Give three examples of how academic philosophy is useful in the contemporary world.
Answer by Massimo Pigliucci
Let me begin by questioning the question (just like any good philosopher would do!). Why should academic philosophy be useful, and what do we mean by useful anyway? It is curious that the question of utility comes up in the context of philosophy, but not of most other — arguably equally ‘useless’ — academic fields. What is the usefulness to contemporary society of, say, studying literature, or music? Indeed, even much of the research in mathematics and science (those paragons of utility) conducted within the academy, is useless, in the sense of having no practical application. Yes, scientists’ excuse for getting multi-million dollar grants is that their research may, one day, as yet yield unforeseeable pragmatic payoffs. But as a matter of historical record, it doesn’t, and at any rate, that’s not why they do it (they do it because they are genuinely curious about one arcane question or another — just like philosophers). Besides, philosophers are much less expensive.
The concept of utility itself, incidentally, is a highly philosophical one, because it presupposes a certain analysis of what we care for and why. For instance, studying philosophy in college may be ‘useful’ in the sense that it contributes to form a whole person capable of critical thinking and self reflection; or in the sense that it increases one’s chances of getting into law school (it does, by the way); or because it provides a student with ‘portable’ skills that allow for more varied and flexible employment (again, true fact).
But I take the meaning of the question to be: what practical applications in society can possibly come from the academic field of philosophy? Very well, then, I shall briefly sketch three such applications.
Perhaps the most obvious practical benefits of academic philosophy can be seen in the field of ethics. Nowadays it is increasingly rare to walk into a hospital, for instance, and not find a resident ethicist (usually referred to as a medical ethicist, or a bioethicist). This is a philosopher trained (academically) in the complexities of moral reasoning, who helps doctors, administrators and hospital staff to think through very important, and often very urgent, ethical issues. The ethicist does this by deploying her understanding of standard ethical theories (consequentialism, deontology, virtue ethics, etc.), as well as of the vast recent academic literature in the specific field of medical ethics.
More broadly, moral philosophers have contributed and continue to contribute to major debates about right and wrong in society at large. John Rawls’ A Theory of Justice, as well as Robert Nozick’s Anarchy, State and Utopia have been the reference points for discussions about justice for decades now, and philosophers continue to write about specific ethical problems (from LGBT rights to environmental issues), their papers making their way to public think tanks, policy makers and the US Supreme Court.
A second example is offered by academic research on logic, a philosophical field that has increasingly taken on an interdisciplinary connotation, with the most obvious bridges toward mathematics, computer science, and the field of Artificial Intelligence, but also law (for instance in discussions of informal logical fallacies and burden of proof). Perhaps one of the best known examples of practical applications of logic deriving from academic research is the burgeoning field of modal logic — i.e., the logics that deal with the workings of expressions such as ‘necessarily’ and ‘possibly.’ It has applications in computer science, particularly in the study of decidability (the problem of establishing whether a given formula is a theorem) and complexity (in the specific sense of estimating memory and time necessary to carry out certain computations). Another example of this sort is the applicability of linear logic to, again, computer science and mathematics, especially in areas such as analysis, algebra and topology.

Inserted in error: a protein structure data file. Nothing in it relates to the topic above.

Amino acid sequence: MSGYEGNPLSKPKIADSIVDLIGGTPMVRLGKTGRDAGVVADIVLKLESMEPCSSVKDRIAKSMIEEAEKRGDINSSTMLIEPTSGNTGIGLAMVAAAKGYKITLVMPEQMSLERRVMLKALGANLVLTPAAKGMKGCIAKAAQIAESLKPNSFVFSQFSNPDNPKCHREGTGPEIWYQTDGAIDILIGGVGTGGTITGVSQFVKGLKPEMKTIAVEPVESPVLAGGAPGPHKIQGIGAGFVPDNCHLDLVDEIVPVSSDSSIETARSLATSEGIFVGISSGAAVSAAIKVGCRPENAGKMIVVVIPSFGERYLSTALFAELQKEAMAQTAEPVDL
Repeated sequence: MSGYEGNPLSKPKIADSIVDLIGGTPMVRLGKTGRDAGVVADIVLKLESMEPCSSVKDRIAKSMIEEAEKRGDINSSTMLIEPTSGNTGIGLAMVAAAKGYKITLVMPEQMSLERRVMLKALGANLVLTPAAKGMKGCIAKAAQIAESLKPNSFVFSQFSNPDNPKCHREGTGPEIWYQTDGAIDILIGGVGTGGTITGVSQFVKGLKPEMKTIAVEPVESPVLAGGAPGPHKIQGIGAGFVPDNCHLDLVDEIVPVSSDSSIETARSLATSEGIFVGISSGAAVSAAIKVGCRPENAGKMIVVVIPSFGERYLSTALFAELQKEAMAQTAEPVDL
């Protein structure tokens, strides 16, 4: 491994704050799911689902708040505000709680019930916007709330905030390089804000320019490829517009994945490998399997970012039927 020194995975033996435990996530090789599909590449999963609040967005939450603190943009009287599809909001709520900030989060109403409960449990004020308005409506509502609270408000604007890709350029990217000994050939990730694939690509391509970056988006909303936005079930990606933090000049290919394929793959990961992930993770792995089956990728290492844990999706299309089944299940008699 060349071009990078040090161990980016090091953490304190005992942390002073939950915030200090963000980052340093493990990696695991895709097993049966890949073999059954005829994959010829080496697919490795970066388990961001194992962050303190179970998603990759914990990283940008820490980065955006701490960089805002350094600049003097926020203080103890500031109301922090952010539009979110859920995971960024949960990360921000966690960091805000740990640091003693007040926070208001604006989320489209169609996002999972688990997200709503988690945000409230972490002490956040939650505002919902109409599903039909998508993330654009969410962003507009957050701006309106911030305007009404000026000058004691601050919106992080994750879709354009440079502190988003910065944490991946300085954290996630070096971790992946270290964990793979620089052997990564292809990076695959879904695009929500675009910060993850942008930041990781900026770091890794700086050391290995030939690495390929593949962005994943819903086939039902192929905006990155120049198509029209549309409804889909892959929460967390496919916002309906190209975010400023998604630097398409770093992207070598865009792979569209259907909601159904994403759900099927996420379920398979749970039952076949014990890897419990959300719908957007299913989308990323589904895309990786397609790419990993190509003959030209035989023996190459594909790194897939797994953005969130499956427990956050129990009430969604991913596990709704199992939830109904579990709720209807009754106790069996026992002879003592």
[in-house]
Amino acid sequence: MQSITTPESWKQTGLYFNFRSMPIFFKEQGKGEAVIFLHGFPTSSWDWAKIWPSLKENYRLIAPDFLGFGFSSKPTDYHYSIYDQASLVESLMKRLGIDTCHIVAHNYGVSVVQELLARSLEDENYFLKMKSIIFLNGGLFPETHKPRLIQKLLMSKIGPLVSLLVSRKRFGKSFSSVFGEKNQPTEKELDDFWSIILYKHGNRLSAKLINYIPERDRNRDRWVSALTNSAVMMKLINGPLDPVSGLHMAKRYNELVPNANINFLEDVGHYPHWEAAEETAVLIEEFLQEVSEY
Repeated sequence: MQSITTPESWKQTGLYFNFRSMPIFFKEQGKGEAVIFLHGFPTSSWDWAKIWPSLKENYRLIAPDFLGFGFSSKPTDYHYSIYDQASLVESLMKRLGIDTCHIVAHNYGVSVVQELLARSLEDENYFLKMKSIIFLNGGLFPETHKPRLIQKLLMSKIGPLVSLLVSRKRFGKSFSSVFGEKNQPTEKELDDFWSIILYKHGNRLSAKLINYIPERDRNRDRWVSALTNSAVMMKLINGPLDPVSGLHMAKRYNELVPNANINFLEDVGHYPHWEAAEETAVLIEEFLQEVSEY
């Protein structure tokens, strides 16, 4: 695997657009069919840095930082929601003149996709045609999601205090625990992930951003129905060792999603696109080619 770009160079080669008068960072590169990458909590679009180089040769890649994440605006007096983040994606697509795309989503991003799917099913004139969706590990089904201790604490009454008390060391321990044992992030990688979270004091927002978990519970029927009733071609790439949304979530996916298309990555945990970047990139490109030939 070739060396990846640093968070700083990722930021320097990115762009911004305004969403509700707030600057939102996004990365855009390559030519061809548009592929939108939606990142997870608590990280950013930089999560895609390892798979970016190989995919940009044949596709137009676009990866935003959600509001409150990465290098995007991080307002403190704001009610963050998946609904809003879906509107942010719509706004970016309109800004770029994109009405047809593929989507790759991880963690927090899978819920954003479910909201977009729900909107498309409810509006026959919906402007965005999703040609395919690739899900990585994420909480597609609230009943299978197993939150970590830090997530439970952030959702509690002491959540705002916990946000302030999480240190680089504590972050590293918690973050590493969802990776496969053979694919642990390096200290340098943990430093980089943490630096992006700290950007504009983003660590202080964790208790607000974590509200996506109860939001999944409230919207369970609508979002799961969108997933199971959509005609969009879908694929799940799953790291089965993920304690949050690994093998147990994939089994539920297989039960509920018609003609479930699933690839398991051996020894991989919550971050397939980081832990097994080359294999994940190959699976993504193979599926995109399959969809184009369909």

My last example of usefulness of academic philosophy is the emerging field of philosophical counseling. Sometimes defined as ‘therapy for the sane,’ it is actually not a type of medical therapy (like psychotherapy, or psychiatry), but rather a set of tools to allow people with a variety of life problems (concerning meaning, planning for the future, or significant changes in life conditions) to draw on philosophical resources to rationally deal with such problems. Philosophical counseling requires a PhD in philosophy, and usually a certification by an accrediting body, such as the American Philosophical Practitioners Association. Practitioners are often (but not always) academic philosophers who are also involved in research on the long terms effects of their approach. In a sense, philosophical counseling is a return to what Socrates was doing back in the streets of Athens two and a half millennia ago. But it does so while keeping up to date with the most recent developments in philosophical inquiry which may turn out to be beneficial to clients, including modern academic literature on ethics, metaphysics and aesthetics.
There are plenty of other examples of practical uses of academic philosophy (for instance the clarification of concepts pertinent to scientific research from the field of philosophy of science; or the contributions of philosophy of mind to cognitive science). However, we should always be mindful that plenty of human activities — from music to literature to philosophy — also have intrinsic value because they are the sort of thing that enriches our mental and emotional lives.